Pike Place Market


Pike Place Market

There is rarely a morning sun over Washington’s Cascade Mountains and volcanic range. Morning is Seattle is glacial grey and perpetually 55 degrees Fahrenheit. It is for this reason that the locals imbibe so much coffee—a caffeinated solution for the Vitamin D-filled sunshine locked behind the billowy clouds. Locals don the practical outerwear of outfitters like REI, Filson and Columbia, being prepared at a moment’s notice to take to the natural world surrounding the city. And tourists and locals alike scurry toward the Puget Sound for their provisions, where along the vast Seattle shoreline sits a venerable West Coast institution, Pike Place Market.

Most Americans know the name, usually declared in its short form, “Venti, Pike,” at a million Starbucks establishments daily. The Pike Place blend is named for the very first Starbucks location, along Market Street in the heart of the market district. Pike Place Market has, like many charming destinations, been overexposed by the foodie industry’s minions. You know the type—the food porn intelligentsia and celebrity chefs that scour every bit of America for that unique, authentic local experience. Pike Place is a curious tourist trap in that most of the goods for sale there are perishables—Dungeness Crab and Alaskan Salmon, regional berries, nuts and vegetables. The tourist will neither haul Pacific seafood on a 2000 mile flight back east, nor prepare a savory dish in their hotel room. Aside from the instant edibles in the market stalls, and the occasional shrink-wrapped fare, Pike’s offers memories for the senses to preserve.

Pike Place Fish Market

Fortunately, I first came to know Pike Place not through the prodding of a food porn huckster, but by one of those cheesy videos that Human Resource directors love—the team building/inspirational type. The FISH! Philosophy was inspired by the fishmongers at the heart of Pike Place, the ebullient staff revel in their fish handing, tossing 30+ lb salmon through the air to one another with abandon (tourists can now try their hand at catching the flying fish.)

I cannot help but feel in a good mood wandering through the food stalls, the boutique markets, despite the gloomy overcast skies. On my most recent visit, I caught myself whistling the same tune over and again, preserved here via a jazzy, muffled (albeit tinny and poorly tuned) trumpet.

What can the tourist take home from the market then? New visitors are forewarned: Prepare for sensory overload. The early morning sound of farmers and fishers unloading their bounty, the yeasty plume of baked bread fills the streets. The glint of crushed ice catches the neon from the stentorian signage.  Buskers claim their corner for the morning, eeking out the first chords on the guitar. The earliest of birds are up before the tourist onslaught, to get their groceries and drink deeply of their morning coffee rituals.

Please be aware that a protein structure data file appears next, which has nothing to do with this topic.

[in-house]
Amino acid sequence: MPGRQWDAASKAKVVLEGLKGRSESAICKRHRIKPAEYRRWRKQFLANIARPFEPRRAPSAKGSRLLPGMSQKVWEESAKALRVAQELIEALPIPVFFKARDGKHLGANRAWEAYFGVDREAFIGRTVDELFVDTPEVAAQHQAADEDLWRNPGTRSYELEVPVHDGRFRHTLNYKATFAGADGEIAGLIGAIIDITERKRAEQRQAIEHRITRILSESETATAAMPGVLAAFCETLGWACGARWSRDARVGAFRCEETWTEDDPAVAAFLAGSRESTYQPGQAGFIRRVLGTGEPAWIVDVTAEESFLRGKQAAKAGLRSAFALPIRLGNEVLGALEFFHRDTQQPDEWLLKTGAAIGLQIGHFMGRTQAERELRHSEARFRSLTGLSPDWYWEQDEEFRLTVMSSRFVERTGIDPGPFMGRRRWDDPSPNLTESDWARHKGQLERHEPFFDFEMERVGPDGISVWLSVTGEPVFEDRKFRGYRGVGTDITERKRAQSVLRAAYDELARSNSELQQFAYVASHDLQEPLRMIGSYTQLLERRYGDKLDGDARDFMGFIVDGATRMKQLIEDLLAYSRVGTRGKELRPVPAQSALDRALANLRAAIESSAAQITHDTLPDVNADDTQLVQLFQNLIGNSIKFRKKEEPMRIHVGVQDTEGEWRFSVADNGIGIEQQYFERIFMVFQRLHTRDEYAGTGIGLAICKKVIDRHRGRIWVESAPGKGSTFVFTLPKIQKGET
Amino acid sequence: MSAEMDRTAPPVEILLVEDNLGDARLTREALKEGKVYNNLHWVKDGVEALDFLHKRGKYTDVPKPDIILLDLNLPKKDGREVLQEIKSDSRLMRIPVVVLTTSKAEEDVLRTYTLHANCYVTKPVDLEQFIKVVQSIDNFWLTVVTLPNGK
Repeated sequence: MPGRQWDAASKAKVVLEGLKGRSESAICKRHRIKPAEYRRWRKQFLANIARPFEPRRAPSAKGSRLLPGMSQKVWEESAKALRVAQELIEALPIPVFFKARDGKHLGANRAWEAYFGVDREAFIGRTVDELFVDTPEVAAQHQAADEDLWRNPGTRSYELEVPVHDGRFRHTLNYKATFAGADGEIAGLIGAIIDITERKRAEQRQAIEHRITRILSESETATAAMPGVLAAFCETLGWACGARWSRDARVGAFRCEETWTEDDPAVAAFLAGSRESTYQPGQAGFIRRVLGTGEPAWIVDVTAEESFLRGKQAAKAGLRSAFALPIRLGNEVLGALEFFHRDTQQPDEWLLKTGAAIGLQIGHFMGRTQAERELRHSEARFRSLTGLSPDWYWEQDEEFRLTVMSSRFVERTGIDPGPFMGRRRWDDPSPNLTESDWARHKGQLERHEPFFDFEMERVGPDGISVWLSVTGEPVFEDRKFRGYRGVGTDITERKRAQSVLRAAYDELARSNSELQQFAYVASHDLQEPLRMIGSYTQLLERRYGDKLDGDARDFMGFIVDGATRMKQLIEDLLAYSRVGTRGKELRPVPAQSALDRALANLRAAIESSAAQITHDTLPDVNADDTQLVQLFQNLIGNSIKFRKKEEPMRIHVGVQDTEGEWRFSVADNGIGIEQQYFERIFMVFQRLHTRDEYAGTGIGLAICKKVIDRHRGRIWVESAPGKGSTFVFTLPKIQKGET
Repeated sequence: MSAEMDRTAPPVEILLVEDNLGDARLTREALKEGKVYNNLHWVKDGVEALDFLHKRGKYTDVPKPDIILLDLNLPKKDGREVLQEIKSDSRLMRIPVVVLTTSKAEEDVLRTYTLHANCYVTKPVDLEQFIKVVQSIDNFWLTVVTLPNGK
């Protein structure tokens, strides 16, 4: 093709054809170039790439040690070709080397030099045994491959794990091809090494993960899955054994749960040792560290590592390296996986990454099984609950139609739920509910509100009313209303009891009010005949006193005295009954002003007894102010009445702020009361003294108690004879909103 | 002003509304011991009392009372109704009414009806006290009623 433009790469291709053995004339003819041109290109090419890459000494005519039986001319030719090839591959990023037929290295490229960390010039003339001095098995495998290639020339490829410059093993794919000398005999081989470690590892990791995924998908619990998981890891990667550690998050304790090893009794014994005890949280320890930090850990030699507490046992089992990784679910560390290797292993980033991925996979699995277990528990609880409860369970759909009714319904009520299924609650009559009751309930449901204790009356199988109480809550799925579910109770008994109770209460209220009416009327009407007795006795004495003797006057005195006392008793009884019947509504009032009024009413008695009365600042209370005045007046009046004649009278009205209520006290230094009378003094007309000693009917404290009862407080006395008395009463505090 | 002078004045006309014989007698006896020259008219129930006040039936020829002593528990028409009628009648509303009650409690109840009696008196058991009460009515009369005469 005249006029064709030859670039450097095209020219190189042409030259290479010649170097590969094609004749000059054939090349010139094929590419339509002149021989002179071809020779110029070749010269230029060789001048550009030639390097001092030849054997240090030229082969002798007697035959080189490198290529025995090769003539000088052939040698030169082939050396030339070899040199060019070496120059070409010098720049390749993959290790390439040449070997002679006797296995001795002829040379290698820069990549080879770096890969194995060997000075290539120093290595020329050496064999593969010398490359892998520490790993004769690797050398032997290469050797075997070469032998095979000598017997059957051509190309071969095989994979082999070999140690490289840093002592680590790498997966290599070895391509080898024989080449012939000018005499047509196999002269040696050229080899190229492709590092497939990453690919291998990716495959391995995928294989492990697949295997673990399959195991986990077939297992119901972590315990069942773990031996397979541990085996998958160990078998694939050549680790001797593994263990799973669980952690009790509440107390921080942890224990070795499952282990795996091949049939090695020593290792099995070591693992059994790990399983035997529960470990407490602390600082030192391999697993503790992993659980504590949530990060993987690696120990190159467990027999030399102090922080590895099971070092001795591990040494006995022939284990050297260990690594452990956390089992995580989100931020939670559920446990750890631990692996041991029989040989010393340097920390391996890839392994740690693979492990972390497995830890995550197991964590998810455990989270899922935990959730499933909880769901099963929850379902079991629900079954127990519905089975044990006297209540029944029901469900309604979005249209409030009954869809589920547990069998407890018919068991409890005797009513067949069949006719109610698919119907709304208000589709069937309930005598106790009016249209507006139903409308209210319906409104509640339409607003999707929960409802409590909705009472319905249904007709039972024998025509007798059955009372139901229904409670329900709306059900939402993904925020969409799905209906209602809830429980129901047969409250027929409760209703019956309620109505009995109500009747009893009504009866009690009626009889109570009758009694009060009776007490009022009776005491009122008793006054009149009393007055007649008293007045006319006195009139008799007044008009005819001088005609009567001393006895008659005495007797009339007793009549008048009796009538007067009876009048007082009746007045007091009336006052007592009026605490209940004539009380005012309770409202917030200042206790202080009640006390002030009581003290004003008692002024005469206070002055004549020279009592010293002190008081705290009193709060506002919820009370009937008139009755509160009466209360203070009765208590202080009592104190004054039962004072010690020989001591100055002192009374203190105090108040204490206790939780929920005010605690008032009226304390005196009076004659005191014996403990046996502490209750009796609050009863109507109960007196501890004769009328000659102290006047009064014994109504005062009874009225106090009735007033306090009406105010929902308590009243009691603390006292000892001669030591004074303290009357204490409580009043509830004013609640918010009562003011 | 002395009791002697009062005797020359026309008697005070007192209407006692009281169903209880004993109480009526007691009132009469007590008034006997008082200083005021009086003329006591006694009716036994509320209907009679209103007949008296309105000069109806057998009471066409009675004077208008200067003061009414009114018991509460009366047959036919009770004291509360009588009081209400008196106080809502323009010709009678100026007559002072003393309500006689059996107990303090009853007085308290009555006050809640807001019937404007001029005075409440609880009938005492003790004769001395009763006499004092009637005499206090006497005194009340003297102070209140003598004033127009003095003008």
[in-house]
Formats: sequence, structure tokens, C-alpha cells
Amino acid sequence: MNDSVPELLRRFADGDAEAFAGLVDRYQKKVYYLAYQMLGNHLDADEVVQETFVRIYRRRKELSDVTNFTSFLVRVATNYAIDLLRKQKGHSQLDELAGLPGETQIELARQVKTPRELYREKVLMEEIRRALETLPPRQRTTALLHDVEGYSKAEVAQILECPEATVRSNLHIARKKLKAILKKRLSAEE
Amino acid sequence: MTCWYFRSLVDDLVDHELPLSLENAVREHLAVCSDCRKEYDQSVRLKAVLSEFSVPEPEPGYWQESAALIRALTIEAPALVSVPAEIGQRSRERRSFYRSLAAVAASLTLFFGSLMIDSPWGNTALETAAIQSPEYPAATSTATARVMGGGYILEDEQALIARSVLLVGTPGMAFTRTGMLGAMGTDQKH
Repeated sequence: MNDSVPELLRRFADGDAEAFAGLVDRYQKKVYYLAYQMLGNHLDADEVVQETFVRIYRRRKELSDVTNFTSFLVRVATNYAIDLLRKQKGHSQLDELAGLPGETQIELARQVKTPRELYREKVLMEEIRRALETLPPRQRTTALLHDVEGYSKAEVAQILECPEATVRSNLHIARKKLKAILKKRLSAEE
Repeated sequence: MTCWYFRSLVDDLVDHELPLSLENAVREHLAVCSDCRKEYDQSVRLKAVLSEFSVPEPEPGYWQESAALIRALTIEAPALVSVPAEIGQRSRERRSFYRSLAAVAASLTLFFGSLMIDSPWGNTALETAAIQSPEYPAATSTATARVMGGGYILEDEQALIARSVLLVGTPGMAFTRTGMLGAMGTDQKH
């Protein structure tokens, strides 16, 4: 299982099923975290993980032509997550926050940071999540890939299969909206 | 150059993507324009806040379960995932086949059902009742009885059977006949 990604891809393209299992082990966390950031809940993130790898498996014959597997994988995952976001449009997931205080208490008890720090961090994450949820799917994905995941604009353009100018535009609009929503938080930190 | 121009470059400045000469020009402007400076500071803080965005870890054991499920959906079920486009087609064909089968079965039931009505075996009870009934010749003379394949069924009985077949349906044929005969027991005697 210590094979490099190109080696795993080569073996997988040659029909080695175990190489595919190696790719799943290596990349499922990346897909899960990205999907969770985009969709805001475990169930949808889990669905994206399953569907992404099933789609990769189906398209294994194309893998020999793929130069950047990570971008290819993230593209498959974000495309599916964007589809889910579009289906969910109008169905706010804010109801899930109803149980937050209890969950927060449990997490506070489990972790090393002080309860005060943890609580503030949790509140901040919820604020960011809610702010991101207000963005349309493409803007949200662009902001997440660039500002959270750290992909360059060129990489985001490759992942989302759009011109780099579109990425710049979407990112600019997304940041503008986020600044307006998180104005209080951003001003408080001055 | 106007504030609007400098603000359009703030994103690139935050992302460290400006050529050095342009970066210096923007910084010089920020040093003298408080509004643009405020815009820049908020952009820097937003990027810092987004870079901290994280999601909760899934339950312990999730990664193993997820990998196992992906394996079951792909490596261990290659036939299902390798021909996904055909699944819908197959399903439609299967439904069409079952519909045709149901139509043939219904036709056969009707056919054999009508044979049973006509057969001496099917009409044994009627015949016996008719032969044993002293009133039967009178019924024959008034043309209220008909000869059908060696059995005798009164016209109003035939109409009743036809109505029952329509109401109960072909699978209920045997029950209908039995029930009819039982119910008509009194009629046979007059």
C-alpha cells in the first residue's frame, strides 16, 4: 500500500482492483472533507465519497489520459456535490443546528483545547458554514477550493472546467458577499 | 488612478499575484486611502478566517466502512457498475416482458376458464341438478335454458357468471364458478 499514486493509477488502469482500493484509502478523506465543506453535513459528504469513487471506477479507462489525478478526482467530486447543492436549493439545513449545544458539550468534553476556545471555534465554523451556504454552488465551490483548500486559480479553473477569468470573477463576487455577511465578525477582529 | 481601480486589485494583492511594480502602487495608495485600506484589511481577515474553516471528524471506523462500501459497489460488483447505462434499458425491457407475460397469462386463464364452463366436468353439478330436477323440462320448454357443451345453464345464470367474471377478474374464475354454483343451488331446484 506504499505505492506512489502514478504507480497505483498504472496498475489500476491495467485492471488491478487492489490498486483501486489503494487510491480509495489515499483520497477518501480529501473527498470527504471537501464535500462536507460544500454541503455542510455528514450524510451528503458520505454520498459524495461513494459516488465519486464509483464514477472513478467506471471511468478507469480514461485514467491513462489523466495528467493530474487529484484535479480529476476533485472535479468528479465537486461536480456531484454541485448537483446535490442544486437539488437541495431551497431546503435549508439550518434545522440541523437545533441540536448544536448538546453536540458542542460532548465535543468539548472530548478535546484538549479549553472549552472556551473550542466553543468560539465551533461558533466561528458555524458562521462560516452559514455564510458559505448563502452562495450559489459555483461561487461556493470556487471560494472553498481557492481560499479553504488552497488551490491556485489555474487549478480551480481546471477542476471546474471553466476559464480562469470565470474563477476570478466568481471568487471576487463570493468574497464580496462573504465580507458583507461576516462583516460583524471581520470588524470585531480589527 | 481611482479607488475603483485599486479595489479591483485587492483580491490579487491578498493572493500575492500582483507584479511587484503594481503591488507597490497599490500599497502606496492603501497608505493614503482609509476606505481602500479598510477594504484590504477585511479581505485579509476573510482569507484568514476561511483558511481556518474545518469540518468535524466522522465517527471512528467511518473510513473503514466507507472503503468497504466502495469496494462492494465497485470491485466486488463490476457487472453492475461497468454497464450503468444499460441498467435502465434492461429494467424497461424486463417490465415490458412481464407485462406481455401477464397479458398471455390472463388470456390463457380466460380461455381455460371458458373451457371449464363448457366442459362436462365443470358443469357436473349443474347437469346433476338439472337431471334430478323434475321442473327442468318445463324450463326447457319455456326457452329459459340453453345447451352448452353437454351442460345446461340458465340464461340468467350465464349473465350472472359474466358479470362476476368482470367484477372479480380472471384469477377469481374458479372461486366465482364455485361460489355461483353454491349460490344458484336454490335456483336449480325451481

Vital Tea Leaf, Seattle

What began as kiosks and grocers’ stalls in 1907 has become a celebration of fare and the joie de vivre. I usually began my trips at the far end, near the Vital T-Leaf, a Taiwanese tea house offering the visitor an authentic tea house experience. Sitting at the counter, the vendor prepares samples for his guests, reading the reaction of the sippers to the fermented pu-erh, the grassy green needle and the peaty monkey-picked varieties of green tea. Showing the correct temperature and method for steeping his prized teas (some of which are in the hundreds of dollars per pound), I settle on my particular favorite–Tie Guan Yin–the “Iron Goddess” oolong tea. He is as proud of his calligraphy as he is of his tea, and marks my sachet with the Chinese characters for the Iron Goddess.

Making cheese

There are other worthy delights. Piroshky-Piroshky offers up savory Slavic pies and pockets. Nearby Beecher’s has put cheese making on display, as cheesemongers curdle and press massive tablets of soft cheese for their toasted sandwiches and satin mac-n-cheese. And the Confectional offers up the sinfully decadent cheesecake truffle–a perfect trinity of candy, cake and chocolate.

The 1st Starbucks

Each of these vendors hopes for the good luck of another once-local, now international vendor, who grew from its humble roots as a 70’s era coffee and espresso shop into an American success story. Starbucks has maintained its store number one, complete with its Renaissance (yet burlesque) original logo, dated 80’s fonts and gritty counter tops as a museum piece. Nearby, a much larger Starbucks has opened to capture the overflow from the original act.  Ordering the “Venti, Pike” at the milestone seems as about as American now as taking the family photo before the Grand Canyon.